|7-20-17 Education in the News|
Star Ledger--TCNJ receives $91K federal grant to train teachers
EWING -- The College of New Jersey has been awarded a $91,000 federal grant to provide environmental education training to local teachers.
The college was one of about 30 selected for the Environmental Protection Agency's grant nationwide.
Associate professor Lauren Madden says the project team is partnering with the college's Sustainability Institute to create a professional development program for 50 teachers in 10 elementary schools across central New Jersey.
Cristina Rojas| Updated on July 19, 2017 at 1:47 PM Posted on July 19, 2017 at 12:57 PM
The Record-- Editorial: No amount of lead is good
America’s worries about a tainted water supply first came to the forefront a couple of years ago in Flint, Michigan, but they have spread quickly, and now, they have spread to Bergen County.
Lead has been detected in more than half of the water fountains and sinks in 47 school districts tested in Bergen County, according to a report by Environment New Jersey, an advocacy group. As Staff Writer Scott Fallon reported, the majority of districts surveyed had at least one water fountain or sink where lead readings exceeded 15 parts per billion – the level set by the Environmental Protection Agency that requires districts to take action.
NorthJersey| Published 2:41 p.m. ET July 19, 2017 | Updated 4:08 p.m. ET July 19, 2017
The Atlantic--Will Churches Ever Be Allowed to Run Charter Schools?
Some legal scholars say Trinity Lutheran v. Comer could forge a path toward more charter schools overseen by religious groups.
The Reverend Michael Faulkner wanted to start a charter school through his church in Harlem. But there was a problem: New York law bars religious denominations from running charters, even if, as Faulkner promised, the school would teach a secular curriculum.
So Faulkner—a one-time NFL player who ran for Congress in 2010—and his church sued.
“The New York Charter Schools Act is nothing more than an attempt by the State to erect a barrier for those who express their religious beliefs from access to public resources that are generally available to all others,” read the 2007 complaint.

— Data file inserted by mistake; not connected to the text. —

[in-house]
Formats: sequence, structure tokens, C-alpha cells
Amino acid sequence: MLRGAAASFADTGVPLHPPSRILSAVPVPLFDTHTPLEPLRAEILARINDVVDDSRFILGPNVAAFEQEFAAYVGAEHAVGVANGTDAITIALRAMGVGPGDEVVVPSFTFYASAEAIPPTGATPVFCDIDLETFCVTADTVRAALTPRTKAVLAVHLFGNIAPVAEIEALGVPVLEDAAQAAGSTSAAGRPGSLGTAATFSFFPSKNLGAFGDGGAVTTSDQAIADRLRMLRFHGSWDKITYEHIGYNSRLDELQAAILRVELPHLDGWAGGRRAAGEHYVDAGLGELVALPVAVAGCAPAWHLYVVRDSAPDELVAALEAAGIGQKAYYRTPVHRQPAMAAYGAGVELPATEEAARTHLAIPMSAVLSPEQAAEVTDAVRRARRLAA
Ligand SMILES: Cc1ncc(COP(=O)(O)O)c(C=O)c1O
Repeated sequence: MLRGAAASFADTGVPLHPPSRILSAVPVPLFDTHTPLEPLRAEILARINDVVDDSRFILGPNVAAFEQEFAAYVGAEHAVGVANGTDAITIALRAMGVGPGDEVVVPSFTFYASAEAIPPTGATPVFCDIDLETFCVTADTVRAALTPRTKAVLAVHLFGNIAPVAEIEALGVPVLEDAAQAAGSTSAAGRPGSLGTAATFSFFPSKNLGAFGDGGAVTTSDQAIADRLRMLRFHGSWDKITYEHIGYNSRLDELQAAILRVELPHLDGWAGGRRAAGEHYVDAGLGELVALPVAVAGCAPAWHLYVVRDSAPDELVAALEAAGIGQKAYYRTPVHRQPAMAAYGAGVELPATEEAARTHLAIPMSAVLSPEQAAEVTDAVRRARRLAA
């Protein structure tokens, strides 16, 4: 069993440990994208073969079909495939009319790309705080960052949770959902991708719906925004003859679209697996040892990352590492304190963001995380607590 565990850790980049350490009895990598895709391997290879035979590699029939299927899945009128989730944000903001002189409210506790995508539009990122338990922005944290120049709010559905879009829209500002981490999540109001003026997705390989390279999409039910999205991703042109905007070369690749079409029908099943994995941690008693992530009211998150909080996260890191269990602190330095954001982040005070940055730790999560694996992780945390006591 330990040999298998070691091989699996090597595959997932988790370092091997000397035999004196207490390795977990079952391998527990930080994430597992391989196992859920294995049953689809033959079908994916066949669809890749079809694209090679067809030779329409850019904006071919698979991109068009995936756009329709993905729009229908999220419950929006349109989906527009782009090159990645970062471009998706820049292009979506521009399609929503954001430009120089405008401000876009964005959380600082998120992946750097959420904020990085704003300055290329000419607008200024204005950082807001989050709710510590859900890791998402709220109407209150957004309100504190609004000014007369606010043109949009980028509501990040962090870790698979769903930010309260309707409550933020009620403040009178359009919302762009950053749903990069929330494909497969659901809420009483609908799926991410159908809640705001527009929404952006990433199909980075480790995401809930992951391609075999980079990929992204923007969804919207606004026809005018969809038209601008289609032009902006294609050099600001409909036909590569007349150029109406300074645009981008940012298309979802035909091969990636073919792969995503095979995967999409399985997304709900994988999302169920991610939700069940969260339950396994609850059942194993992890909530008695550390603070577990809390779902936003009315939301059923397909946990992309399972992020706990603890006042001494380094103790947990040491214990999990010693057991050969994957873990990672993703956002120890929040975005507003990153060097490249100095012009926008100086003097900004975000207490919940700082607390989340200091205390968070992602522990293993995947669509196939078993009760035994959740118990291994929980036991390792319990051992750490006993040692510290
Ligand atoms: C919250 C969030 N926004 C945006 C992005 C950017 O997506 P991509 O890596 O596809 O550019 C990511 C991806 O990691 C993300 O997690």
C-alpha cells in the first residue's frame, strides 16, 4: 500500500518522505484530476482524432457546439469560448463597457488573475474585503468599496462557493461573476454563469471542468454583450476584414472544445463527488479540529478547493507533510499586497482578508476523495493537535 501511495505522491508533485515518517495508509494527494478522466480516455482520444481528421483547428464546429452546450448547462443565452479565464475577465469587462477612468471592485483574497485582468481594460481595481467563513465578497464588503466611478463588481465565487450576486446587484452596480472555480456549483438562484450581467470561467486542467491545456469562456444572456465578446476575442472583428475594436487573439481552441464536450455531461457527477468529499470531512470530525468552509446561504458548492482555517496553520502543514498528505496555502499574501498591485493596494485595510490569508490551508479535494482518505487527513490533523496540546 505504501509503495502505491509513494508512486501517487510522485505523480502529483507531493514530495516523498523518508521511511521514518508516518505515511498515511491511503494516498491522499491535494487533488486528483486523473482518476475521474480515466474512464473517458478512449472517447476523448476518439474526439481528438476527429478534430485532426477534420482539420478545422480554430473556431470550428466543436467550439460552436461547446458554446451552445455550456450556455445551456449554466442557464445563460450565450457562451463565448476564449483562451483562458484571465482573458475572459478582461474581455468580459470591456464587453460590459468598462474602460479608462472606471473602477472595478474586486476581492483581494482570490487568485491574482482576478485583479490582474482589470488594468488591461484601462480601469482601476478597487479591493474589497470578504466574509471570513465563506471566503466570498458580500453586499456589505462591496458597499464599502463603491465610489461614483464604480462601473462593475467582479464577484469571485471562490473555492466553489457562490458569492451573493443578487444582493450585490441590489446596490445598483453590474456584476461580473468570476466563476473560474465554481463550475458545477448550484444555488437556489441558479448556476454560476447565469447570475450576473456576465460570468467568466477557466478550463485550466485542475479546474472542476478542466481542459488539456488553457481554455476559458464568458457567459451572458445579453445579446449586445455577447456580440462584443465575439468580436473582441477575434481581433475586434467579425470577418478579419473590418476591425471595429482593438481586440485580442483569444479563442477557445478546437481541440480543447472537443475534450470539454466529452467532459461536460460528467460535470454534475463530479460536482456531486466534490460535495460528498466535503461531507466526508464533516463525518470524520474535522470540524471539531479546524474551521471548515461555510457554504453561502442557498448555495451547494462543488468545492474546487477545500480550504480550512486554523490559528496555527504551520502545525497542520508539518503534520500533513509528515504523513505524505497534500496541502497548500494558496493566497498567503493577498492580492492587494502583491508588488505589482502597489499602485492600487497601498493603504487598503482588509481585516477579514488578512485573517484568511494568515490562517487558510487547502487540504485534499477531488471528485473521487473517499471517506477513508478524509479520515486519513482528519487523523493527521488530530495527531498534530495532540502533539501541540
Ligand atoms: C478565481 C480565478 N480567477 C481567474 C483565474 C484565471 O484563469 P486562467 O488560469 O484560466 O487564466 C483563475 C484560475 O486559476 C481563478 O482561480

The suit was voluntarily dismissed in 2009, and Faulkner, now running for city comptroller, described it as “dormant.” But a recent Supreme Court decision might mean that suits like that one have a better chance of prevailing.
Trinity Lutheran Church v. Comer invalidated a Missouri rule banning a religious school from participating in a public program, and experts immediately noted it could be used to eliminate legal barriers to private-school voucher programs. The implications for charter schools drew less attention.
Matt Barnum| Jul 19, 2017
Education Week--Share of Girls Taking AP Computer Science Tests Grew in 2017
Girls' participation in AP Computer Science tests boomed last year—largely thanks to a brand-new, broader course offering with less of an emphasis on programming.
All in all, about 29,700 girls took either the AP Computer Science A test or a new exam that debuted this year, AP Computer Science Principles, according to the data released by Code.org, a nonprofit supporting computer science education. More than 111,000 students took the test in all, twice as many as the previous year.
That means girls have crossed a key milestone: they make up more than a quarter of the students who sat for one of the computer science tests in 2017, at 27 percent. That's up from just 18 percent a decade ago.
Stephen Sawchuk on July 19, 2017 4:12 PM
Garden State Coalition of Schools